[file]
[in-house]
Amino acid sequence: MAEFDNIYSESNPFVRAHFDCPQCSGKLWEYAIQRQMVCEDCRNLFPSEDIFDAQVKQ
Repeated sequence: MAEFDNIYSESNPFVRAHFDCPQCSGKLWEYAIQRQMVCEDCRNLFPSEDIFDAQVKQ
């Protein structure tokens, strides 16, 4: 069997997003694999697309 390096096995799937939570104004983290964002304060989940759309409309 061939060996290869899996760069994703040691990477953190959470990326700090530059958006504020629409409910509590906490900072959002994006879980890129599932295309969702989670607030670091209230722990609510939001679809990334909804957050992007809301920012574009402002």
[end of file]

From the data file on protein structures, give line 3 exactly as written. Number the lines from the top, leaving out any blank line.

Repeated sequence: MAEFDNIYSESNPFVRAHFDCPQCSGKLWEYAIQRQMVCEDCRNLFPSEDIFDAQVKQ